جریان تاثیر در آکادمی:استفاده از شبکه های وابستگی به منظور بررسی اثرات همسالان در میان محققان
|کد مقاله||سال انتشار||مقاله انگلیسی||ترجمه فارسی||تعداد کلمات|
|37196||2011||17 صفحه PDF||سفارش دهید||محاسبه نشده|
Publisher : Elsevier - Science Direct (الزویر - ساینس دایرکت)
Journal : Social Science Research, Volume 40, Issue 3, May 2011, Pages 1001–1017
Little is known about how influence flows in the academy, because of inherent difficulties in collecting data on large samples of friendship and advice-seeking networks over time. We propose taking advantage of the relative abundance of “affiliation network” data to assess aggregate patterns of how individual and dyadic characteristics channel influence among researchers. We formulate and test our approach using new data on 2034 faculty members at Stanford University over a 15-year period, analyzing different affiliations as potential influence channels for changes in grant productivity. Results indicate that research productivity is more malleable to ongoing interpersonal influence processes than suggested in prior research: a strong, salient tie to a colleague in an authority position is most likely to transmit influence, and most forms of influence are likely to spill over to behaviors outside those jointly produced by collaborators. However, the genders and institutional locations of ego-alter pairs significantly affect how influence flows.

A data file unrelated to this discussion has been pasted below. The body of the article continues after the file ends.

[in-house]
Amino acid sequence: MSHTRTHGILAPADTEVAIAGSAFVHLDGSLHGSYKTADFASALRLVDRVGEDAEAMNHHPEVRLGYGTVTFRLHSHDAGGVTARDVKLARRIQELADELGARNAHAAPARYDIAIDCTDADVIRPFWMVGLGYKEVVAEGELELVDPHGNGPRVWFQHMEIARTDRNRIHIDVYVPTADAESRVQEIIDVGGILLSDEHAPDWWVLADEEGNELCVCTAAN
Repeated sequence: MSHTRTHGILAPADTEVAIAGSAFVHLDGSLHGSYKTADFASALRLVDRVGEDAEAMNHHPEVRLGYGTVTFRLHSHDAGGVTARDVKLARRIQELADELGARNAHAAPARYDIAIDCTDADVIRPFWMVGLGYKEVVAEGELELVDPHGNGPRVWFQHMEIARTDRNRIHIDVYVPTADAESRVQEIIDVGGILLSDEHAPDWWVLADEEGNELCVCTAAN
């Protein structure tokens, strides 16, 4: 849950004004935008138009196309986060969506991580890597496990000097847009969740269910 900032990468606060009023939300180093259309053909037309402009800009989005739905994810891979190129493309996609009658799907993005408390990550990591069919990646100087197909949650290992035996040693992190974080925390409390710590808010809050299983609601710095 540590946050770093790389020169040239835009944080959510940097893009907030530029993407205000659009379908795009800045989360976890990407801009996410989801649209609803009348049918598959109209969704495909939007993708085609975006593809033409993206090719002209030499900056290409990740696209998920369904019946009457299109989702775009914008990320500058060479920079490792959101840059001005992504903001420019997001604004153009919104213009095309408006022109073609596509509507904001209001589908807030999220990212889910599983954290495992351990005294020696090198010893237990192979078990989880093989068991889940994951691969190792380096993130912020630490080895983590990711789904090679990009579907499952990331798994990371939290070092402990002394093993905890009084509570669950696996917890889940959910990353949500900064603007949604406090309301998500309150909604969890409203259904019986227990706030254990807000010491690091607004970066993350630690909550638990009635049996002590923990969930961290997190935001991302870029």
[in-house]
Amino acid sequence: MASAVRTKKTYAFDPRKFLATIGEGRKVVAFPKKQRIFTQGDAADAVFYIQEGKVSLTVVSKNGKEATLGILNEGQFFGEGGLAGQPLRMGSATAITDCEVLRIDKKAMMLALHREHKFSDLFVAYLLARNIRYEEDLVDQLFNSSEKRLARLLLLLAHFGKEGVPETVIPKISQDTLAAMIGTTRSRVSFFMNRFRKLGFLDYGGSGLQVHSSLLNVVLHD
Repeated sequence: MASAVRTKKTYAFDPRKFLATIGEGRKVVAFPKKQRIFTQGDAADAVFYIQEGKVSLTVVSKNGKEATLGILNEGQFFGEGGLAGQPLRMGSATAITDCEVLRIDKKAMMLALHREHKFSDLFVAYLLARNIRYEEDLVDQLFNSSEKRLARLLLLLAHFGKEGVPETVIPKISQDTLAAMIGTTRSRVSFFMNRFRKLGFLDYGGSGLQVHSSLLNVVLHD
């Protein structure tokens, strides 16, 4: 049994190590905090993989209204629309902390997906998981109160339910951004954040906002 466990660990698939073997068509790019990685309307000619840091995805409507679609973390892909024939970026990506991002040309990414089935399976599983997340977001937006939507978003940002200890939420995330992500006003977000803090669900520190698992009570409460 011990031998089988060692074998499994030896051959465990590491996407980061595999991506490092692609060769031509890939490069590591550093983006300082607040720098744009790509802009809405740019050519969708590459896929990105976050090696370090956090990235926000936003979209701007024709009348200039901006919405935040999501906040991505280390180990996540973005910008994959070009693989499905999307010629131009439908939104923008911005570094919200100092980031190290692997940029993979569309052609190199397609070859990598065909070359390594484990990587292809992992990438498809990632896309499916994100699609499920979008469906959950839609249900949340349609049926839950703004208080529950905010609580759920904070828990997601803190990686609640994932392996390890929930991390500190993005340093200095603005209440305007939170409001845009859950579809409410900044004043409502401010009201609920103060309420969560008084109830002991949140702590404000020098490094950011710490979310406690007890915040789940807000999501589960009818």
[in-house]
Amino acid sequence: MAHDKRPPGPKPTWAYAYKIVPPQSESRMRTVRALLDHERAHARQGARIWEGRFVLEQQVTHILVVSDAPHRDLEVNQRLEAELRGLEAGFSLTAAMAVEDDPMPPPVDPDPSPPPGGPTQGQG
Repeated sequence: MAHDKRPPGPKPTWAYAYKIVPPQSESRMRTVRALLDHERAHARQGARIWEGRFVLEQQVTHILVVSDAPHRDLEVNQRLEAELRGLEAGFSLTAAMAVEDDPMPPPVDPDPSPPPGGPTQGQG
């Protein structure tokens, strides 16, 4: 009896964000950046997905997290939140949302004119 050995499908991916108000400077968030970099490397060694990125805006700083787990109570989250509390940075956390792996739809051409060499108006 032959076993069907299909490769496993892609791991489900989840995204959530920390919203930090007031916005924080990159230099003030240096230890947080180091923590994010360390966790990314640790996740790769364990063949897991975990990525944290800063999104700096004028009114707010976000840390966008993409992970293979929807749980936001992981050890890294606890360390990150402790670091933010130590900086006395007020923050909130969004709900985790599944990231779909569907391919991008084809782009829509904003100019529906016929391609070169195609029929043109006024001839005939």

Given the increasingly social nature of academic research, especially in the sciences (Adams et al., 2005, Powell et al., 2005 and Wuchty et al., 2007), there is surprisingly little known about how academic colleagues influence one another’s professional activities. Rather than examining interpersonal influences, prior research has tended to focus on the individual and institutional characteristics associated with different levels of productivity (Crane, 1965, Long, 1978, Long, 1981, Long, 1990, Long, 1992, Long and McGinnis, 1981, Neumann, 1977, Reskin, 1978a, Reskin, 1978b and Xie and Shauman, 2003). This has given a somewhat static impression of the factors affecting research productivity; although peer influence has been suggested as a possible mechanism for certain aggregate findings (see Allison and Long, 1990, Azoulay et al., 2008 and Bercovitz and Feldman, 2008). The lack of a more fully developed interpersonal explanation is somewhat surprising given the abundant research on the underlying social structures of scientific communities, which implies ongoing influence processes (Breiger, 1976, Friedkin, 1978, Friedkin, 1998, Moody, 2004 and Newman, 2001). Research suggests that faculty members’ professional contacts are important conduits for the evaluation and spread of specific research practices, and that status and gender are key moderating factors in these processes (Leahey, 2003 and Leahey, 2006). And yet, the general patterns of when “invisible colleges” are most likely to affect research practices remain unclear (Crane, 1972). Our goal is therefore to begin to formulate and test a social network explanation for short-term changes in researchers’ grant productivity, using a sample of faculty members who are regularly involved in grant activity at Stanford University over a 15-year period. Our setting exemplifies the trend toward large well-funded interdisciplinary research, and is therefore indicative of a growing number of research settings. It is therefore well-suited to address questions that are increasingly important in understanding the social nature of research: do collaborators and colleagues influence one another’s grant productivity? If so, are certain kinds of relationships more important in the spread of productivity norms and practices? Does influence emerge only through synergistic activity occurring in the immediate relationship, or is there evidence that influence spills over into other relationships and independent practices? Do social distances between individuals affect the ways that affiliations channel influence? Our approach offers preliminary answers to these questions, and may be used as a first evaluation of aggregate peer influence patterns in this population. These questions are not only theoretically important to academic researchers, but substantively important for administrators and funding agencies. If research productivity is shaped by ongoing social relations, this suggests that initiatives aimed at increasing collaboration and the collective awareness of productivity gains may be important strategies for increasing organizational productivity. And yet, there are significant obstacles in testing if and when such effects exist. For many researchers, potential peer effects are threats to causal validity that must be made ignorable through experimental or quasi-experimental designs (Rubin, 1990); while for others, peer effects are analytically important but extremely difficult to quantify (Manski, 1993 and Manski, 1995). In general, the difficulties in modeling peer influence have led researchers to focus on smaller groups, laboratory experiments and unique quasi-experiments (Azoulay et al., 2008, Christakis and Fowler, 2007 and Friedkin, 1998). Many social network approaches are built upon the premise that peer influence is ubiquitous, but complete network information is prohibitively difficult to obtain on large samples over time. And yet, there are many times when researchers would like to know if evidence supports a peer influence explanation for important outcomes in a population and whether or not influence flows as one might expect based upon prior research. Are some types of relationships and types of individuals more influential than others? Given the rarity of natural experiments and the near impossibility of collecting even partially complete information on large peer networks over time, this question is largely unanswered for many important populations and processes. In this article, we develop an approach that uses “affiliation networks” to assess large-scale patterns of peer influence. Affiliation networks exist whenever actors belong to the same groups (see Wasserman and Faust, 1994). Faculty members, for example, are professionally affiliated with one another through shared memberships in academic departments, dissertation committees, research teams, etc. Our approach assumes that a shared affiliation is a proxy for interpersonal contact, especially if the affiliation group is small and socially cohesive.1 Affiliation networks tap into how interactions are organized around various “social foci” that transcend physical proximity, and are important in generating and sustaining social ties (Feld, 1981). Using affiliations therefore sacrifices precision in gauging the amount of peer influence involved in a given outcome, but opens research opportunities to assess peer influence in the aggregate and to test when certain individual and dyadic characteristics interact with different social foci in better channeling influence. We also suspect in general that affiliation networks will tend to underestimate peer-influence effects because they will often dilute the influence spread through contacts by including non-significant others. Our models confront well-known obstacles in causal estimation (see Bramoullé et al., 2007, Hoxby and Weingarth, 2005 and Mouw, 2006). There are numerous ways researchers may incorporate affiliation-based information into longitudinal models to gauge influence, and careful consideration should be given in selecting one’s strategy. Ultimately, we follow a dyadic approach that is consistent with recent work using directed network data to gauge peer influence on health outcomes (Christakis and Fowler, 2007, Christakis and Fowler, 2008 and Fowler and Christakis, 2008). We model effects between pairs of academic researchers who share a given affiliation – while incorporating individual-level fixed effects to create more conservative estimates than in prior studies. The limitations of our approach preclude precise assessments of the overall amount of peer influence, while affording relative comparisons of effects based upon different group affiliations and dyadic characteristics. As in recent work on health outcomes, we offer further validation of our models by examining certain asymmetries in dyads, because we would not expect effects to be contingent upon directionality if results are uniformly shaped by spurious shifts affecting productivity. Nonetheless, our approach is best suited for more exploratory analyses or for broad confirmatory studies, rather than as a precise estimate of peer influence within a given process. As a first test of this approach we analyze the associations between affiliation networks and short-term changes in faculty grant productivity. Grant activity is an important and somewhat understudied area of faculty productivity, compared to publication rates. Data on grant activity is relatively available from central offices and therefore easier to collect and more accurate in comparison to publication data, which entails either exhaustive coding of faculty CVs or digitally “scraping” various online article indices.2 Lag times on publications also vary widely from field to field in ways that could bias models, whereas grant applications and awards tend to have a more uniform annual periodicity. In general, we believe grant activity is a conservative test of our approach because grant applications and awards are less publicly known than faculty publications, and therefore less likely to influence productivity through broadcast effects rather than direct interpersonal contact. We take into account multiple affiliations in assessing: (1) how different relationships may serve as relatively more or less effective conduits of influence, (2) how peer influence can be associated with actors modifying their behaviors in joint endeavors (synergy) versus modifying them in other endeavors where the specific influential alter is not involved (spillover)3, and (3) how social distances between individuals can further constrain influence. In what follows, we begin by outlining in greater detail our theoretical argument for how academic researchers are likely to influence one another’s productivity and how affiliation networks can be used to assess if aggregate patterns are consistent with our derived framework. Afterwards, we describe the data used to evaluate this approach before we present our formal model. We then supply a brief outline of the analytical strategy prior to presenting results.